Subject: Re: support for a small US college going GNU?
From: "Karsten M. Self" <>
Date: Tue, 19 Jul 2005 01:33:04 -0700
Tue, 19 Jul 2005 01:33:04 -0700
on Mon, Jul 18, 2005 at 09:19:27PM -0400, David Kaufman ( wrote:
> Hi Joe,
> Joe Corneli wrote:
> >I've been corresponding a little with the new CIO of my "alma mater"
> >(New College of Florida, a small public "liberal arts" school in
> >Sarasota) about switching the college over to GNU/Linux [...] the CIO,
> >Erich Matola, points out that switching architectures would require
> >funding.  Presumably this is true;
> Of course.  Not switching requires funding, too.  

Good point.  The naive calulus is:

  LINUX COST    > 0

...therefore GNU/Linux loses.

> Funds are used to periodically upgrade staff PC's in different
> departments at different times, adding memory, more storage, or
> completely new machines, as the older ones become too old to be
> useful.  Funds are expended to upgrade those same PC's to more recent
> versions of Windows, as this user needs some new feature or that one
> needs some new program that is not avilable on the older version of
> Windows.

I suspect you're both distorting software costs and leaving out a major
component of Windows costs.

Most academic environments secure dramtic discounts on software.  Client
OS + office suite licensing for Microsoft products is on the order of
$30 - $50 for OS and apps, each (net ~$60 - $100).  Steeper discounts
may be available, this is just what I've seen published in the past year
or so.

On enough desktops, the per-unit differential  does  add up, but not as
fast as a naive (retail, home, or business pricing) estimate would

However there are additional costs for Windows, most notably:

   - Software:  each of the following run ~$10 - $50 per client, even
     with academic discount

      - Anti-virus software.
      - Anti-spyware software.
      - System freeze software (e.g.:  DeepFreeze).
      - System imaging software.

   - Admin time to apply software to systems, build images, recover
     systems, etc.

   - Capability lost through lack of flexibility in systems, whether
     this is the ability to differentiate systems, or the inability to
     offer capabilities through lack of suitably secure software or time
     to address issues.

   - Downtime and redundancy required to address shortcomings of the
     existing legacy MS Windows infrastructure.
> Ask the CIO to ask the CFO for a report of past expenses, per year,
> for PC hardware upgrades and new copies of whichever Windows Upgrade
> was new that year.  Then explain to them that Linux upgrades are free
> and, since Linux tolerates older hardware far longer than Windows
> does, all those O/S upgrades won't necessitate corresponding
> *hardware* upgrades to battle the "my PC got slow" reports that come
> in after the XP upgrades go out.

    Developers, developers, developers!
    - Steve Ballmer, 2001

    Maintenance costs, maintenance costs, maintenance costs!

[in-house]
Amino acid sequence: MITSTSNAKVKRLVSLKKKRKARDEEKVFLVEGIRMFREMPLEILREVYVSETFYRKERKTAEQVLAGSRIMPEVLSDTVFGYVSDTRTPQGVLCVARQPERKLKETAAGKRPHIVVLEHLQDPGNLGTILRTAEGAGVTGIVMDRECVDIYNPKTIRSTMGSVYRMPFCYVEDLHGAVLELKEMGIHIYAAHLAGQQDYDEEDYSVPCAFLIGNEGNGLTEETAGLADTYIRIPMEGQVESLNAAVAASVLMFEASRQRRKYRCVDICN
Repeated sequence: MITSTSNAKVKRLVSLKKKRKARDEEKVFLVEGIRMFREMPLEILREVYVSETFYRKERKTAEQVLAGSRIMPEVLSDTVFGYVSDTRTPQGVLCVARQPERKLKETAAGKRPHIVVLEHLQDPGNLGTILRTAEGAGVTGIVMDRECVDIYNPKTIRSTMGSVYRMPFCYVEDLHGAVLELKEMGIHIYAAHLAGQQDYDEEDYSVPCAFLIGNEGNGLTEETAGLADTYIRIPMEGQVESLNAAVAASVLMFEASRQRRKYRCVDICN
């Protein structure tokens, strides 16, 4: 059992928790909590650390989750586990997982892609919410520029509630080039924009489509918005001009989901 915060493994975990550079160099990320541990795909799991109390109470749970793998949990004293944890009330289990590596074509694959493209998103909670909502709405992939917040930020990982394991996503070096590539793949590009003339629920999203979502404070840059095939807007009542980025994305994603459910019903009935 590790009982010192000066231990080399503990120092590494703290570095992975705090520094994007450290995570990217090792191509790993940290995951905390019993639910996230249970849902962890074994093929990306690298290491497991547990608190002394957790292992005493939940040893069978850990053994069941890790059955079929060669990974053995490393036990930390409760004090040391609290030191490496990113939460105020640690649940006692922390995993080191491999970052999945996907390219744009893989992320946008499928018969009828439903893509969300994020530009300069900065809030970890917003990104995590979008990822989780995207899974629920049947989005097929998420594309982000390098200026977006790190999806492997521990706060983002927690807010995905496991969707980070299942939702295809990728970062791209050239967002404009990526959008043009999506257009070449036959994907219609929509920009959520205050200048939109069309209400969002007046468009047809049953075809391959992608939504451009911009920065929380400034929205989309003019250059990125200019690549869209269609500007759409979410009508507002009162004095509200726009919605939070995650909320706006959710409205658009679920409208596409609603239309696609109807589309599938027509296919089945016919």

- Karsten Self, 2005

Software costs are a small component of total system costs.

GNU/Linux benefits:

  - Increased reliability.
  - Increased security.
  - Improved performance.
  - Increased system capabilities.
  - Increased system flexibility.
  - Reduced vendor lock-in.
  - Increased ability to trial new software.
  - Decreased hardware requirements.
  - Increased hardware lifetime.
  - And yes, lower software costs.

But most of all:


GNU/Linux and FSF Free Software free you from being tied to a single
vendor of:

  - Operating systems.
  - Applications.
  - Services.
  - Hardware.

Don't underestimate the value of removing constraints in optimizing
organizational performance.

> If you find that the Windows license expenses are (curiously) far too
> small to account for all the windows machines in use (because they
> don't "track those closely enough") or because they "just use the
> O/S's that come with the new PC's" and then "share" a few upgrade CD's
> among them all later on as needed, offer to walk around with him and
> take a quick count of the number of Windows machines *running* XP or
> Server 2003 as compared to the number of machines that were purchased
> *with* those latest versions of Windows, plus the number of retail
> Windows upgrades they actually bought, and you can quickly see out how
> much it would cost for them to "get into compliance" with their
> current use of Windows licenses, were they to need to do so in a
> hurry, as per the audit agreements they've agreed to, by merely
> tearing open Windows shrinkwrap.

I suspect what you'll find instead are sitewide licensing agreements
which minimize much of this overhead, and a willingness to accomodate
any discrepencies, so long as the resolution involves rooting out any of
that cancerous, viral, weed-like software stuff....
> Be sure to point out that most, if not all, corporate IT departments and 
> small businesses also find that they have easily, even unintentionally 
> fallen out of compliance because it is nearly impossible to track, and 
> MS licenses seldom enforced.  But ask them, why run an O/S that has such 
> a high legal risk attached to it?  

To you and me, the legal risk associated with GNU/Linux (Microsoft / Sun
attack dog Caldera/SCO notwithstanding) is low.  And the likelihood of a
vigorous defense being prosecuted by IBM / HP / Intel / AMD is high.
But businesses (and boards of regents) are risk averse and slow to grok,
so you may want to hone your arguments here.

Noting that Microsoft customers have been directly threatened with
lawsuits due to patent and/or copyright infringement within Microsoft
products might prove useful.


Karsten M. Self <>
 What Part of "Gestalt" don't you understand?
    There are no "free lunches", but sometimes it costs more to collect money
    than to give away food.

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